Drain the fluids, jack the car up and unbolt the engine...roll it out on a floor jack. Unbolt the exhaust and the water pump. Pick up the engine and carry it to the bench for a teardown. I could drive the car in at 8:00AM, do a complete overhaul, and drive it back out that afternoon...

bob ward
08-23-2010, 08:55 PM
.....
That car's probably intended for show only, and unless they slathered some fiberglass over the foam, I suspect the surface and finish is pretty delicate.
Doc.

Definitely a delicate finish without a fibreglass skin under the paint.

Even as a 'no touchee' show car, differential movement between the multitude of foam pours would have a bogged (bondoed) painted and glossy but non-reinforced surface looking like crap in very short order.

gnm109
08-23-2010, 09:26 PM
Crunching up a Fiat 850 isn't all that hard. A friend of mine had one, and one "cruise night" we were standing around outside a local burger joint, talking about cars, when a fatassed acquaintance got tired of standing and plopped his posterior down on the 850's hood. The body shop gave him a quote of $1200 to fix the sheetmetal, provided there was no structural damage underneath.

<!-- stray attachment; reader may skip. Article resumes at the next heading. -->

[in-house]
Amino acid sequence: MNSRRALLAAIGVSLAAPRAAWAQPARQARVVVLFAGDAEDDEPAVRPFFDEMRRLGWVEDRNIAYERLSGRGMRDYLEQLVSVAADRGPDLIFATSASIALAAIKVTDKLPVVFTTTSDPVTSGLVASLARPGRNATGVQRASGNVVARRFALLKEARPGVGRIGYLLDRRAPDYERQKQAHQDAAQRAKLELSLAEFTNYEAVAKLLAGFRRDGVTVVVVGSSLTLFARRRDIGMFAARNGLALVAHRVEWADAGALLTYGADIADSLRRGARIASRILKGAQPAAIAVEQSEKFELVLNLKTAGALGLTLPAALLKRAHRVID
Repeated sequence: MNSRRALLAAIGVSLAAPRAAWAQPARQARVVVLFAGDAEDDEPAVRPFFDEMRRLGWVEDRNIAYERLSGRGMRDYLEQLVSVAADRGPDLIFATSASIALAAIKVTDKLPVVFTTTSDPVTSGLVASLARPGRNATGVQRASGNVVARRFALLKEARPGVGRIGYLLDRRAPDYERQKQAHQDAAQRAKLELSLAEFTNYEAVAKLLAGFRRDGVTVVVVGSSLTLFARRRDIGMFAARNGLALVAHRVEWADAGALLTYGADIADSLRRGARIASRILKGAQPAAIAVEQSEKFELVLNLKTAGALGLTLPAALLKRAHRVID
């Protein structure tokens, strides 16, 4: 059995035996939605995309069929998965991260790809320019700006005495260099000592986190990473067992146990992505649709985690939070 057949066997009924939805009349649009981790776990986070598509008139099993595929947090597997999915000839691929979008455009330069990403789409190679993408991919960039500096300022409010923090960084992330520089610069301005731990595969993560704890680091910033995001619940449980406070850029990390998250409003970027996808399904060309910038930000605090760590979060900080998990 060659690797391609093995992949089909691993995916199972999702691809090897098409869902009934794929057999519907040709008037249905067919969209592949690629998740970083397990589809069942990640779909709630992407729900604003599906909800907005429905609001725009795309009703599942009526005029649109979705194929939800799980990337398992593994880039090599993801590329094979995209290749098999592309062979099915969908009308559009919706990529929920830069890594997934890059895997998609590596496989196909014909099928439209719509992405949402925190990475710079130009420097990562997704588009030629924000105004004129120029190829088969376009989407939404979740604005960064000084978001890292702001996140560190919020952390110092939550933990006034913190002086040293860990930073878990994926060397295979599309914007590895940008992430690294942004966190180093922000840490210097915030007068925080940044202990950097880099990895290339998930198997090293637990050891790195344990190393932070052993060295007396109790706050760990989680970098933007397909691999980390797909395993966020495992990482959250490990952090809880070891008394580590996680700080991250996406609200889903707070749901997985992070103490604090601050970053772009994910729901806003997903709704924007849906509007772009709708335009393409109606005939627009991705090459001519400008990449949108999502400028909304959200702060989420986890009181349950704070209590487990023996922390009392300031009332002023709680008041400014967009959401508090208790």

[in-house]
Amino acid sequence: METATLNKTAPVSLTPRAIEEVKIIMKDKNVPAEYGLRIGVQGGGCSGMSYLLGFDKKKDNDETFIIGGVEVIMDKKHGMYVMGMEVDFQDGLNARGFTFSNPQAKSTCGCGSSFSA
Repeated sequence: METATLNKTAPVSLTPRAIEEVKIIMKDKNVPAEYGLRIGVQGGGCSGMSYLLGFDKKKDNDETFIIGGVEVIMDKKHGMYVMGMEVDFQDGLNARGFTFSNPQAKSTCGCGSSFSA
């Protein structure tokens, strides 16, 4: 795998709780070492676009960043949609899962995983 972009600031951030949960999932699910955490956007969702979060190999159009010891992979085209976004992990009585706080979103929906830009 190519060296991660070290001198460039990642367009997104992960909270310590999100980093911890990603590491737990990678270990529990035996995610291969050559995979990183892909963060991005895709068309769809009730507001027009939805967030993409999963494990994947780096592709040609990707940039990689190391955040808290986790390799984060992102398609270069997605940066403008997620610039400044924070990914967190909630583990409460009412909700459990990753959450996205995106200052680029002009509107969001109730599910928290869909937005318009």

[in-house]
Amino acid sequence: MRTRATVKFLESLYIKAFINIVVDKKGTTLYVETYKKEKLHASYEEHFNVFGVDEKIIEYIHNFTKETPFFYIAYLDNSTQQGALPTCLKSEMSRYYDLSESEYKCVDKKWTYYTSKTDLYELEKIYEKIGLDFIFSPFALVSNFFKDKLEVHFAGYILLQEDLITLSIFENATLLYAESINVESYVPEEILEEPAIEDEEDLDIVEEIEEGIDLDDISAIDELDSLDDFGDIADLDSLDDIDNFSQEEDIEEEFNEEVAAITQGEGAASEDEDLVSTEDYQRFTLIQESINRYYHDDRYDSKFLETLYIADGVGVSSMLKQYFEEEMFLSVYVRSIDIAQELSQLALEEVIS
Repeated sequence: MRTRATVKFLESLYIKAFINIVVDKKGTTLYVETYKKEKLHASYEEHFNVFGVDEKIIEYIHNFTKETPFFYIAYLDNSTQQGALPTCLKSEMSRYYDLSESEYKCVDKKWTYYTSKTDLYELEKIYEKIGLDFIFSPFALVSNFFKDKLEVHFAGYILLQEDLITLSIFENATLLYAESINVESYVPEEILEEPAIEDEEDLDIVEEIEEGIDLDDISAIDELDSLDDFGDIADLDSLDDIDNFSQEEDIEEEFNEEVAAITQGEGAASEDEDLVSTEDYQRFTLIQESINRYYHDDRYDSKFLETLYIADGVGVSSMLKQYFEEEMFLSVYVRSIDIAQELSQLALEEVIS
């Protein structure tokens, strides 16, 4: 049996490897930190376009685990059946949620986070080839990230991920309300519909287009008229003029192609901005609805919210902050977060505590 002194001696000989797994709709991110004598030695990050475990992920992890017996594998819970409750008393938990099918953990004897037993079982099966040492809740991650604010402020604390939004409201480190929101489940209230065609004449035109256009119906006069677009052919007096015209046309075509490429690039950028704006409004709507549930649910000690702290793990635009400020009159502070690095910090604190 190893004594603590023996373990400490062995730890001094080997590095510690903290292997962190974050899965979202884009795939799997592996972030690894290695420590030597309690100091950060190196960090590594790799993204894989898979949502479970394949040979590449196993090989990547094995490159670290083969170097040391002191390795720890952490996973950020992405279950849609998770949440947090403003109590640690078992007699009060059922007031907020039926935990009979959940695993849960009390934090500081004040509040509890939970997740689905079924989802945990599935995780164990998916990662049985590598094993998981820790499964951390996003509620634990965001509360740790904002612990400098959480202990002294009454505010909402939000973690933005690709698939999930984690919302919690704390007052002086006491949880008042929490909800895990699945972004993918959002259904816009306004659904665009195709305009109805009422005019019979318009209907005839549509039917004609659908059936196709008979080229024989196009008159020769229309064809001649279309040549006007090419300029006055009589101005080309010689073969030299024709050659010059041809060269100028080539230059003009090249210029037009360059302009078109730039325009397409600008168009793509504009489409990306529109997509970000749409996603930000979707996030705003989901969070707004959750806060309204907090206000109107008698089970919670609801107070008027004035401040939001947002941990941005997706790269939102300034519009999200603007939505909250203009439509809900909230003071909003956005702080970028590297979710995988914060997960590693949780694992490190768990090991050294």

Gotta love those FIATS! I used to have a customer who actually wore the engine in his Fiat 850 Sport Coupe out every six months. I'd call the import parts store, and order the parts...A tennis ball can containing four pistons, rings, and wrist-pins. A box about the size of a pack of cigarettes (a fulll set of rod & main bearings) and a manilla envelope containing a full gasket set...total: $175.

Drain the fluids, jack the car up and unbolt the engine...roll it out on a floor jack. Unbolt the exhaust and the water pump. Pick up the engine and carry it to the bench for a teardown. I could drive the car in at 8:00AM, do a complete overhaul, and drive it back out that afternoon...